RE: tissue processing (times; also clearing agents)

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From:"J. A. Kiernan" <> (by way of histonet)
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On Thu, 18 Nov 1999, Cynthia Favara wrote:

> John,
> 	Just a question in this regard. I attended a workshop about 4 years
> ago and the information given was that specimens could be over dehydrated,
> and that is why it is necessary to soak blocks. Now what I am apparently
> hearing is that it is not enough dehydration ...

   The presence of water or alcohol in a specimen that is
   supposedly infiltrated with wax is a recognized cause of
   crumbling of tissue when sectioning (see, for example,
   "Cellular Pathology Technique" by Culling, Allison
   and Barr). Some tissues are made unduly hard by alcohol
   and/or xylene, so that they end up harder than the wax.
   Melting ice or cold water is then beneficial because
   (a) the lower temperature makes the wax harder, and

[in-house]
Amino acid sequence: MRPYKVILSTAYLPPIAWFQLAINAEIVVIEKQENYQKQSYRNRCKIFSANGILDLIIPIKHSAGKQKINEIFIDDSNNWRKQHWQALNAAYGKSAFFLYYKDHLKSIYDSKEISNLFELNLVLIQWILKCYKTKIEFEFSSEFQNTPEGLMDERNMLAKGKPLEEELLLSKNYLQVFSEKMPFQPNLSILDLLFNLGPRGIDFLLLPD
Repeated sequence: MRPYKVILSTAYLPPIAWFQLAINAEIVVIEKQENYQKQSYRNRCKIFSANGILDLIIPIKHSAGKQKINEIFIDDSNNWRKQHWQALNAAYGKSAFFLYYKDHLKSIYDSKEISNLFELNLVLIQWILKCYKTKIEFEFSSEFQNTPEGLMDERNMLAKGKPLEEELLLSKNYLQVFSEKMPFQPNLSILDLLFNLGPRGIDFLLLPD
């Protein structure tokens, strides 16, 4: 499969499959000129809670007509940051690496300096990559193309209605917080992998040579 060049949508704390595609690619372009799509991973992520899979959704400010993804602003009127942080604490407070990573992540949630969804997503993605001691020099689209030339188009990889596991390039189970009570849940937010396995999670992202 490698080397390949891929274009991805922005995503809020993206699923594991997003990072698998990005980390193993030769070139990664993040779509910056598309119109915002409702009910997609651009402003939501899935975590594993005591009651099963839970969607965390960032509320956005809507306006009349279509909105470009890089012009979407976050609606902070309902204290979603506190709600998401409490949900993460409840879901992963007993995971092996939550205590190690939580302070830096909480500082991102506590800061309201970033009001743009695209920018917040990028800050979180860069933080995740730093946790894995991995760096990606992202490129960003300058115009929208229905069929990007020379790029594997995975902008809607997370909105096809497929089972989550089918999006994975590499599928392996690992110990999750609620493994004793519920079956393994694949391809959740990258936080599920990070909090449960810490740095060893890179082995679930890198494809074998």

(b) water soaks into the tissue (especially collagen),
   making it softer but not displacing supporting wax. A
   prolonged soak expands the collagen visibly, and makes
   the tissue bulge out of the faced block.

   Another possible cause of hardening is residual alcohol
   (or worse, water) while the specimen is being heated in
   molten wax.

   Probably there will be conflicting opinions about this,
   but I'd like to suggest that tissue sometimes becomes
   excessively hard because it hasn't been properly fixed
   in formaldehyde (which needs a few days, at least, to
   do its job). The primary fixative thus becomes 50% or
   70% alcohol, which isn't the best.
   I think most people would agree that it is
   easier to cut paraffin sections of objects that have
   been fixed in a coagulant fixative (such as Bouin or
   Carnoy) than in a cross-linker (such as neutral formaldehyde
   - or glutaraldehyde, which is worse). The traditional
   explanation for the difference is that wax molecules
   diffuse more quickly around aggregates of protein molecules
   than through a covalently cross-linked matrix. "Oh let
   us never, never doubt what nobody is sure about." (H.Belloc)

 John A. Kiernan,
 Department of Anatomy & Cell Biology,
 The University of Western Ontario,
 LONDON,  Canada  N6A 5C1

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